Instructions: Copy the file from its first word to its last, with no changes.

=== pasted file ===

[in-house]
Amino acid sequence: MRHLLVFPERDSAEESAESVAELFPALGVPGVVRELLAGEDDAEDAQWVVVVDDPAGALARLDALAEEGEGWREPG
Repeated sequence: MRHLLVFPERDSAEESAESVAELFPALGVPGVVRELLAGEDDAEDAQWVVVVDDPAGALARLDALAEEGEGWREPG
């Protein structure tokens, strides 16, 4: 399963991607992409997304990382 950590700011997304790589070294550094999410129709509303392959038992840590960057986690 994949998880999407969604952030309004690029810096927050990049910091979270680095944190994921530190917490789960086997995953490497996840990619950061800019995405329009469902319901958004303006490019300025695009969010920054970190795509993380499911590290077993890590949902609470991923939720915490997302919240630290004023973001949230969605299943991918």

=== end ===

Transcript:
[in-house]
Amino acid sequence: MRHLLVFPERDSAEESAESVAELFPALGVPGVVRELLAGEDDAEDAQWVVVVDDPAGALARLDALAEEGEGWREPG
Repeated sequence: MRHLLVFPERDSAEESAESVAELFPALGVPGVVRELLAGEDDAEDAQWVVVVDDPAGALARLDALAEEGEGWREPG
């Protein structure tokens, strides 16, 4: 399963991607992409997304990382 950590700011997304790589070294550094999410129709509303392959038992840590960057986690 994949998880999407969604952030309004690029810096927050990049910091979270680095944190994921530190917490789960086997995953490497996840990619950061800019995405329009469902319901958004303006490019300025695009969010920054970190795509993380499911590290077993890590949902609470991923939720915490997302919240630290004023973001949230969605299943991918």